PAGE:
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Dozens of black, wide-open eyes are staring down at us, curious and intelligent, as ears twitch and bodies hang upside-down. “This is their second chance at life,” Tamsyn Hogarth says quietly of this batch of grey-headed flying-fox pups orphaned in a starvation crisis facing the species during its 2023–24 breeding season along Australia’s south-east coast.

Wildlife carer Tamsyn is head of the Melbourne-based Fly By Night Bat Clinic, and these pups in her care are just a few of the many hundreds of orphans left vulnerable by a wildlife crisis that has astounded Australia’s bat rescue and carer community.

When I visited her in February 2024, Tamsyn was caring for 86 pups and the number was climbing. “It all began to unfold,” she says, “in September 2023 in south-eastern Queensland and northern New South Wales. We had reports of large numbers of females experiencing miscarriages and premature births – an evolutionary event that occurs when food is scarce and the adult is unable to sustain both her own life and that of her baby.” This was soon followed by observations in Victoria of pups dropping from the sky, too undernourished to be able to hold on to their mums (and their mums probably too weak to do much in response).

Rescuers and carers were inundated with calls for help. As we speak, there are 440 in care, with many more coming in every day. According to the carers, a conservative estimate of the deaths so far is 1500. “We have never seen anything like this event,” Tamsyn says. “It’s been impossible to keep up with just how many have died.”

The species begins mating January–April each year, when large camps form at established sites. Females give birth October–December to a single young that’s carried by its mother for 4–5 weeks. The females lactate for 3–4 months, meaning the pup is dependent for that period.

In Victoria in 2023, transient camps were being created, based on where food was available. Orbost, in south-eastern Victoria, was one such location, where the camp grew to about 50,000 animals. By early November 2023 more than 100 pups were in care, shelters were stretched beyond their means and it was clear to the bat rescue and carer community that it was going to be a particularly devastating season for the species. The pups were arriving underweight or emaciated and often in need of intensive care.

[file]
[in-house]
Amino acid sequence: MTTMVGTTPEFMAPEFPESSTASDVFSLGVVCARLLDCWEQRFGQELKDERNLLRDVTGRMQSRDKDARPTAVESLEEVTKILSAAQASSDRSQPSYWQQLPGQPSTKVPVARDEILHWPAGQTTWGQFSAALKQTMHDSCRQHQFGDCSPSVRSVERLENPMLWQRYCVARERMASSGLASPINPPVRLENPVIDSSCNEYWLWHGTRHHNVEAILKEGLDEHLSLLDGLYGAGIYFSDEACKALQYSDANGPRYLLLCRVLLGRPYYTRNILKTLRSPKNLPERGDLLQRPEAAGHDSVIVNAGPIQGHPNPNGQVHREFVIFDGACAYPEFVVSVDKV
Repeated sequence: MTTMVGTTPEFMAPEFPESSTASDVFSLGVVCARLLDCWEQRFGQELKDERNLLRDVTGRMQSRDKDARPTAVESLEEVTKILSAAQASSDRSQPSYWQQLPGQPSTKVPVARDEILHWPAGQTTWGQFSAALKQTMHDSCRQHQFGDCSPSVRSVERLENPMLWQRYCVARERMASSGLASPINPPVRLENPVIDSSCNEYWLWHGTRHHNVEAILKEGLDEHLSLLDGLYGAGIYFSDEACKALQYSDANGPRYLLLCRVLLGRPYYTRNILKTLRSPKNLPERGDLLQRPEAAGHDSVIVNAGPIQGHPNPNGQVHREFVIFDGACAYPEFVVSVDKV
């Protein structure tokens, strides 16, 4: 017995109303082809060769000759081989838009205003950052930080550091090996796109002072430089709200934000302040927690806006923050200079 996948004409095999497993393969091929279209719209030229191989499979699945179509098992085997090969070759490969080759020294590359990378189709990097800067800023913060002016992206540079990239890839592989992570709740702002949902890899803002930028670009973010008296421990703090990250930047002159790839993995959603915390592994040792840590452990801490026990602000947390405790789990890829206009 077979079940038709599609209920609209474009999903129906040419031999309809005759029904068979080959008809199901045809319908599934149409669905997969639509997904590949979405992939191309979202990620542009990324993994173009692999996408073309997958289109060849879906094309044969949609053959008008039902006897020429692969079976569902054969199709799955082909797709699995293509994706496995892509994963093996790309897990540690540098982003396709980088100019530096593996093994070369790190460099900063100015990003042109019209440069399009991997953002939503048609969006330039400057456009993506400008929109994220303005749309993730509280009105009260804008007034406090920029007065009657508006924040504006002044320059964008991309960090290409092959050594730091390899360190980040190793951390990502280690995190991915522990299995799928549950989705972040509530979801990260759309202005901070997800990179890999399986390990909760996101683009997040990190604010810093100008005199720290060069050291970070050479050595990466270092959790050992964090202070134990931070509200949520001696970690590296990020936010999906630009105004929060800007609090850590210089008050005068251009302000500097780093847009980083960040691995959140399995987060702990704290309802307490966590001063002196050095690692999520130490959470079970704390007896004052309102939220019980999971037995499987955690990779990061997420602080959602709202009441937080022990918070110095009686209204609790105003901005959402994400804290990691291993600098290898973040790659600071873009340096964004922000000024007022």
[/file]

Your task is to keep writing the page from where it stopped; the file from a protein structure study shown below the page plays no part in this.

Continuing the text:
Normally in a bad year, carers have only 50–70 pups for the entire season of September–March. Common causes of fatality for mothers include electrocution on powerlines, entanglement in barbed wire or wide-aperture fruit-tree netting.

The grey-headed flying-fox is endemic to Australia. Since European settlement, along with the other flying-fox species that occur here, it’s been subjected to dispersal attempts, demonisation, and acts of cruelty, such as cannons discharged at flying-fox camps for sport during the 19th century. Habitat loss and animal-control actions labelled as “pest management” have contributed to a heavy decline in the grey-headed flying-fox population. Climate change and extreme heat events are significant factors affecting their ongoing survival. The species has been listed as vulnerable under the Environment Protection and Biodiversity Conservation Act 1999 (EPBC Act). In December 2021 the species was added to the IUCN Red List of threatened species.

Spectacular pollinators

Australia’s flying-foxes are vital pollinators of our flowering forests and a raft of species, humans included, rely on that. Each night grey-headed flying-foxes disperse thousands of fruit seeds each via their feeding as the species services forests from southern Queensland through to South Australia. That’s impressive enough, but physiologically this megabat is even more spectacular. For example, its wingspan, made up of a complex network of membrane, veins, muscles and bones, can extend more than 1m and reveals itself in a transparent brown glow when the animal is flying through sunlight.

It’s in the spring and summer months, as they follow the warmer weather and flowering events to feed and raise their young, when we see them most often. Yarra Bend Park, just 6km from the Melbourne CBD, is one of the camps that can grow to 50,000 individuals. But this year, the park has also become an orphanage and graveyard for pups.